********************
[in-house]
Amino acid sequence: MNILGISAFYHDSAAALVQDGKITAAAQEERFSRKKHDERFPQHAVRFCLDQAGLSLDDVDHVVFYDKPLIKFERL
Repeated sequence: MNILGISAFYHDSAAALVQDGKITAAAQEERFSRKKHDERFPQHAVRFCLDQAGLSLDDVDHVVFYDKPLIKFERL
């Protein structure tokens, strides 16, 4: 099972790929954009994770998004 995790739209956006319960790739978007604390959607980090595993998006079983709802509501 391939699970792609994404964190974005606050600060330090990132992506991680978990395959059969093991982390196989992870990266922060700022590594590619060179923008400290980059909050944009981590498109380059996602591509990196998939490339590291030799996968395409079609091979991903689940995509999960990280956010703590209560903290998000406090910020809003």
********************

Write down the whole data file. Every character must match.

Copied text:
[in-house]
Amino acid sequence: MNILGISAFYHDSAAALVQDGKITAAAQEERFSRKKHDERFPQHAVRFCLDQAGLSLDDVDHVVFYDKPLIKFERL
Repeated sequence: MNILGISAFYHDSAAALVQDGKITAAAQEERFSRKKHDERFPQHAVRFCLDQAGLSLDDVDHVVFYDKPLIKFERL
């Protein structure tokens, strides 16, 4: 099972790929954009994770998004 995790739209956006319960790739978007604390959607980090595993998006079983709802509501 391939699970792609994404964190974005606050600060330090990132992506991680978990395959059969093991982390196989992870990266922060700022590594590619060179923008400290980059909050944009981590498109380059996602591509990196998939490339590291030799996968395409079609091979991903689940995509999960990280956010703590209560903290998000406090910020809003």